This PMA news item raises a question we’ll be putting to imaging executives at our forthcoming roundtable (due out in the Aug. 20 issue) — is the center of gravity shifting in the online digital photography market?
Just before the explosion of social networking and user-generated content sites, digital photography on the Web was all about driving prints and output. For most of the major sites — Shutterfly,Kodak Gallery, Hewlett-Packard’s Snapfish — it still is. Despite the profusion of creative options such as photo books, this is essentially old wine from a new bottle: the analog business model of revenue through output in the digital era.
But there’s a whole other world out there in cyberspace:
Nearly 177.8 million people worldwide viewed Web content in April made with online tools from companies that let people post photos, videos and music on other Web sites, according to data from Web-tracking firm comScore Inc.
The comScore data is among the first to measure the reach of companies such as Slide Inc.,RockYou Inc. and PictureTrail Inc., which create applications known as widgets that consumers can use to produce videos, photo slide shows and music playlists … These individual pieces of content can be posted on blogs and social-networking sites such as MySpace, a unit of News Corp., and Facebook. So far, Slide and other widget makers have earned money mostly by selling ads on their own sites, but have found it difficult to generate revenue from the content created using their services and displayed on other sites…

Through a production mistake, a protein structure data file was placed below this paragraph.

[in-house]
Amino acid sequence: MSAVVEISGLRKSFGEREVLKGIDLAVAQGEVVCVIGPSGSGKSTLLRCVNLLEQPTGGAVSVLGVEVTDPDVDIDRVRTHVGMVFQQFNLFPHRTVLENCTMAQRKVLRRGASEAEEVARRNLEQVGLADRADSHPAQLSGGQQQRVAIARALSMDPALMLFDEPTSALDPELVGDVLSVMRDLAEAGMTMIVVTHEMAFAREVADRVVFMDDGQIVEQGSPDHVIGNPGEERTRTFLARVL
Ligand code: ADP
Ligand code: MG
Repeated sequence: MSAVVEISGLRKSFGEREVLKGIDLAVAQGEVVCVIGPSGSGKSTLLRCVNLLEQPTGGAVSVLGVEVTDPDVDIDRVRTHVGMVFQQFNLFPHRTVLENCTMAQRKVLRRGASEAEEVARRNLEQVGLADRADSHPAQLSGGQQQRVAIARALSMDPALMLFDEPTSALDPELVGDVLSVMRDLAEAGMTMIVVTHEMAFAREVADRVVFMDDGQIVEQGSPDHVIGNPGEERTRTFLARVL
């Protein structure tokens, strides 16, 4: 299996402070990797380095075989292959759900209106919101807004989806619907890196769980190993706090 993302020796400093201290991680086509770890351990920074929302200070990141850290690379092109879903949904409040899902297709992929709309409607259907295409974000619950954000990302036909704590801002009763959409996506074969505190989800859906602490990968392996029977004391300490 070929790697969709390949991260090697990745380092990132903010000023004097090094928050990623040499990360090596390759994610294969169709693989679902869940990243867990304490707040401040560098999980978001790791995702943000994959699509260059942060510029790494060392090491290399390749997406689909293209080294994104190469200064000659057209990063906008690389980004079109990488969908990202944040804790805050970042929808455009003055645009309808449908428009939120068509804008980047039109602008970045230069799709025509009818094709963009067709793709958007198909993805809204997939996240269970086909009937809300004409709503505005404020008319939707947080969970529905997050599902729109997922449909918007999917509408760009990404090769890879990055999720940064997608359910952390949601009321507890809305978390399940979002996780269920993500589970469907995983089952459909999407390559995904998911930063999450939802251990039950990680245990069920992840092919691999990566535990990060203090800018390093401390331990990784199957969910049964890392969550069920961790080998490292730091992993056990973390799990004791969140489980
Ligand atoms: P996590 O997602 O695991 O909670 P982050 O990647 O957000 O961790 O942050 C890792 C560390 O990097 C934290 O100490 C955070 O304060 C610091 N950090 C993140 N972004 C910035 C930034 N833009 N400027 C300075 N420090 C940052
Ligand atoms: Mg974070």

There’s speculation that, given the enormous audience, ad sales will pick up. But I think this also underscores another point — there is innovation in the digital imaging marketplace that’s not coming from the established players or even from companies traditionally associated with digital imaging. More importantly, this proves that there are revenue opportunities beyond physical output — though just how much, and who captures it, are the great unanswered questions.
On a panel discussion once, I remarked that digital technology has done to the photo business what it did to the music business — overturned an existing business model and presented the established players with an almost impossible dilemma — how to convince consumers to pay for something (music, viewing photos) that they could now do for free.
Perhaps Facebook, YouTube, et. al. have hit on a possible answer.